Kyeburn resident finds first moa footprints in the South Island

Kyeburn resident Michael Johnston was going about his day back in March taking his dogs down to the river when he saw what looked like moa footprints.

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The fossil, believed to be more than 1 million years old was found in the Kyeburn River. Source: 1 NEWS

"It's a ripper spot during the summer, I come down here to take my dogs for a swim, it's away from the majority of the local people so it's pretty good.

"It was just another hot day, we brought the dogs down and they were playing around so we walked into the water and found this random shelf with these footprints on it."

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The crisp underwater imprints appeared after floodwaters scoured away obscuring soil, silt and rocks.

Mr Johnston took photos of the footprints and sent them on Facebook to Otago Museum via messenger.  

"Then they asked for my number and Kane [from Otago Musuem] gave me a call and within three days he was in central Otago to come and have a look."

"I was just going for a casual swim, so it's escalated a bit."

Now, a couple of months after the discovery the footprints are going to be extracted and transported to Otago Museum.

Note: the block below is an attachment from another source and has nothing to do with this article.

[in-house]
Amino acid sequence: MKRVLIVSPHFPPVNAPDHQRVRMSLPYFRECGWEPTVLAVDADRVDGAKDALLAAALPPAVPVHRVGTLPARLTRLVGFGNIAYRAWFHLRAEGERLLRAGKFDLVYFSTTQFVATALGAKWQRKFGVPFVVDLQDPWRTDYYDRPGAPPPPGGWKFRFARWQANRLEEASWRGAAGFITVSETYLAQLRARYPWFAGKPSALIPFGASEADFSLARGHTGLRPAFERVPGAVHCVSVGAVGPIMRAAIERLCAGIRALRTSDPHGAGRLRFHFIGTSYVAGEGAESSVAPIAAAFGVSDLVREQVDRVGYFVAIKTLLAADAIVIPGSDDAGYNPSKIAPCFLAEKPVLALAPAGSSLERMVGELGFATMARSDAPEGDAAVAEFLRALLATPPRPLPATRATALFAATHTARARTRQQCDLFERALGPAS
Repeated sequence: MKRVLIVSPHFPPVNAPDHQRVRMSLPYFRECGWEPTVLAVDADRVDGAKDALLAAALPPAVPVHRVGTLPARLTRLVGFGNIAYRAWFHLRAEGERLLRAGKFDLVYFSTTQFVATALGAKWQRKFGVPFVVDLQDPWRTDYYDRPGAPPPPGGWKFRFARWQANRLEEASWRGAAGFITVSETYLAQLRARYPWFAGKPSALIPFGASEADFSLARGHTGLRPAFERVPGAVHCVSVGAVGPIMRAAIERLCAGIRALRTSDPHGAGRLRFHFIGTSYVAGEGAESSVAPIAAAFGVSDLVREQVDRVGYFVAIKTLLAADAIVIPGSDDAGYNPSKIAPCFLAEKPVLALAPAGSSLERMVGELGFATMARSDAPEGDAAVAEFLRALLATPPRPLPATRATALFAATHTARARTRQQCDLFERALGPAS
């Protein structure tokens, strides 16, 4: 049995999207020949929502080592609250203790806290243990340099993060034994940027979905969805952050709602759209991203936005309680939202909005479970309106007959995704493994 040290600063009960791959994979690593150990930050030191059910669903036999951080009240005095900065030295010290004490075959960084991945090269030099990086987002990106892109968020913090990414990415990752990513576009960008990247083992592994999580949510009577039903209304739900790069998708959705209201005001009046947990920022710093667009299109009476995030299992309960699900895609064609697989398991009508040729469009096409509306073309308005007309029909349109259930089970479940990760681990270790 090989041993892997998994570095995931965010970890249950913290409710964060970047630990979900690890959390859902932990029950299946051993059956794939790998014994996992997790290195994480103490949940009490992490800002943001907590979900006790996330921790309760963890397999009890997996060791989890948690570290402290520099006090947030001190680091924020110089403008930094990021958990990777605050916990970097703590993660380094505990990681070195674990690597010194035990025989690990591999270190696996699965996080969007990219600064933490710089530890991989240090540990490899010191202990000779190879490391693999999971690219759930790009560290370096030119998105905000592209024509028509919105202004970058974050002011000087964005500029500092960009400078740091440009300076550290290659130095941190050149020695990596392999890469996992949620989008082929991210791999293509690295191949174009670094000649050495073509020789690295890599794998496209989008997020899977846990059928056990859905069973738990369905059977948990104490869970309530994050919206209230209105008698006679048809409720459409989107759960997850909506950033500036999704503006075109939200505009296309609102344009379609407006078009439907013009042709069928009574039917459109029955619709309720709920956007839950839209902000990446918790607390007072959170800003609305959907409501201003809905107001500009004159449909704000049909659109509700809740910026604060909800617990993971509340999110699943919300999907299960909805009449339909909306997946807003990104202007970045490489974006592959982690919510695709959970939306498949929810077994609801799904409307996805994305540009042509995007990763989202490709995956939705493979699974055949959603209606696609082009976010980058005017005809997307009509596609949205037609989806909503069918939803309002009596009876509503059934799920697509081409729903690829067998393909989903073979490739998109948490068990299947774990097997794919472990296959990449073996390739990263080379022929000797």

Assistant curator at the natural science at Otago Museum Kane Fleury confirmed to Mr Johnston that they were in fact moa footprints.

"Today we are on the Kyeburn river and we’ve set up a temporary diversion of the river around the swimming hole and we’re currently pumping that swimming hole out as there are a set of moa footprints.”

After Mr Johnston contacted Mr Fluery he came out to take a look.

"I came out with my snorkel and mask and my wetsuit and dove on into the swimming hole and had a look at the prints under the water and they were just mind blowing, way better then the photos indicated and a super super special find.

"It’s really awesome that Michael not only noted that he’d seen something special in the water, but he actually came and contacted the right people to do something about it, because this is the only find of its kind in the South Island.

"It's likely these prints have been there for a million years, maybe a bit longer."